U.S. Textile and Apparel Industry Inching Forward After Steep Asian Competition
The U.S. textile and apparel industries have seen revenues slowly rise over the last seven years as free-trade agreements and rising Asian prices have given local textile and clothing makers a bit of a reprieve.
In 2016, production of U.S. man-made fiber and filament, textiles, and apparel shipments totaled nearly $75 billion, an 11 percent increase from 2009, according to the National Council of Textile Organizations, which recently released its “2017 State of the Industry Address.”
That slight annual increase in production is good news after the apparel and textile industries were walloped with major overseas competition in the 1990s and early 2000s.
“It has been a fairly stable and strong environment for about five or six years,” said Auggie Tantillo, president and chief executive of NCTO, a Washington, D.C., trade group that represents about 85 percent of the textile companies in the United States. “But the market has been flat for 18 months due to sluggishness in the global and U.S. economies and the uncertainty in the retail sector.”
Yarns and fabrics accounted for $30.3 billion, or nearly half the shipments sent out, while carpet, home furnishings fabrics and other non-apparel sewn products made up $24 billion in revenues. Apparel came in at $12.7 billion.
One of the U.S. textile industry’s saviors has been free-trade agreements that require that regional yarns and fabric be used in production. If you look at the $13 billion man-made fiber, yarn and fabrics exported from the United States, a big chunk, $4.4 billion, is sent to Mexico, $1.6 billion is shipped to Canada, and another $1.3 billion is earmarked for Honduras. The Dominican Republic receives $759 million in shipments. All these countries are members of either the North American Free Trade Agreement or the Dominican Republic Central America Free Trade Agreement.
Tantillo said the U.S. textile industry exports about 40 percent of its production and more than half goes to Mexico, Canada and Central America.
Still, there are ways to increase U.S. textiles exports to free-trade partners. And President Donald Trump could have a big role in that.
NAFTA—the free-trade agreement between the United States, Canada and Mexico—went into effect in 1994 but still has trade-preference levels written into it. Trade-preference levels allow a certain amount of yarns and fabric produced outside the free-trade-agreement region to be used in apparel production as long as the non-regional goods are cut and sewn within the free-trade countries.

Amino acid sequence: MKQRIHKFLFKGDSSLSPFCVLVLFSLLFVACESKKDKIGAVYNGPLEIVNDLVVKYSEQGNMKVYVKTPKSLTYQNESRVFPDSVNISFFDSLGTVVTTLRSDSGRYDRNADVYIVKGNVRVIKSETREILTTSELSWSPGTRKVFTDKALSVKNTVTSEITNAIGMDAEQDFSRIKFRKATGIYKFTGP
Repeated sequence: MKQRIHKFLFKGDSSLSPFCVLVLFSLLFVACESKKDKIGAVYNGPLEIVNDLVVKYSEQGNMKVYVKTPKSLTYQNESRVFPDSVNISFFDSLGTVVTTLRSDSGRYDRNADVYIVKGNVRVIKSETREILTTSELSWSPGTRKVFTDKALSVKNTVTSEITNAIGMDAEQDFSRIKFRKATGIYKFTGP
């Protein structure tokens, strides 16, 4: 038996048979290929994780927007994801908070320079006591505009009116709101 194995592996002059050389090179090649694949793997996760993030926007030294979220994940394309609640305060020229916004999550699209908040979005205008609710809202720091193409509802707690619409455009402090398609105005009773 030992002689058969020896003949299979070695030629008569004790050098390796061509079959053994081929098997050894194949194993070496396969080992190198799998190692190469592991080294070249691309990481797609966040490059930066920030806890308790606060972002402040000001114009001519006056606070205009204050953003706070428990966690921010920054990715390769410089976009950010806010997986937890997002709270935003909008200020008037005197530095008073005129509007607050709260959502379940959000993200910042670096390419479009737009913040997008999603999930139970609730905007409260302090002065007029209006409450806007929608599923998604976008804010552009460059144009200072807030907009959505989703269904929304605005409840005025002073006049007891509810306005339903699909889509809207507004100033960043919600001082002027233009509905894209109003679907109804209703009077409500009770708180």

Currently, Mexico is allowed to bring in 45 million square-meter equivalents of yarn and fabric a year from places such as China, which it normally uses up halfway through the year. Canada has an annual allotment of 88 million square-meter equivalent units, although it most recently used only about 25 million of that. “That is a degradation of the yarn-forward requirement [for the free-trade pacts], and we think that is a problem,” Tantillo said.
When Trump discusses changes to NAFTA, the U.S. textile industry would like to see these trade-preference levels eliminated. Doing away with these loopholes would undoubtedly boost U.S. textile exports, textile producers said.
When NAFTA was being negotiated more than 25 years ago, Canada asked for a TPL because it did not have a strong textile industry.
Still, the U.S. textile industry believes NAFTA is a pillar upon which the U.S. textile supply chain has been able to grow. Canada and Mexico are the biggest U.S. textile markets. Also, Mexico has a lot of apparel factories sewing clothing for retailers and manufacturers who need a quick turnaround on goods.
The U.S. textile industry would like to see several steps taken to encourage more domestic production. It also fully supports the Trump administration’s call to negotiate more bilateral free-trade agreements that would have yarn-forward regulations encouraging the use of American fibers, yarns and fabrics. However, the trade group is opposed to a free-trade agreement with Vietnam, now the No. 2 maker of clothing imported into the United States.
Vietnam, which is turning into a cheap alternative to China, is a Communist-run country that has a non-market economy, NCTO maintains, and would heavily disrupt the U.S. textile industry if goods were allowed to enter the country duty-free.
The U.S. textile industry is hoping to add to the 565,000 people employed in the industry last year—with 131,300 working in apparel manufacturing and another 113,900 employed in yarns and fabrics.
The U.S. textile industry is recovering from some hard times experienced in the late 1990s through the early part of the 21st century, when business was dropping 10 percent each year. “There was a confluence of events starting in late 1999, when the Asian currency crisis occurred and practically every Asian currency collapsed by 30 to 40 percent, causing exports to surge to the United States. Then you had China joining the World Trade Organization in 2001,” Tantillo recalled.
But things are turning around. Investments in U.S. textile fiber, yarn, fabric and other non-apparel textile production grew to $1.7 billion in 2015, a 75 percent rise from the $960 million invested in 2009. “I would say the feeling is upbeat, and there is a positive outlook for the industry,” Tantillo said. “There is a level of frustration with the slow economy and sluggishness in the market, but we all know markets are cyclical.”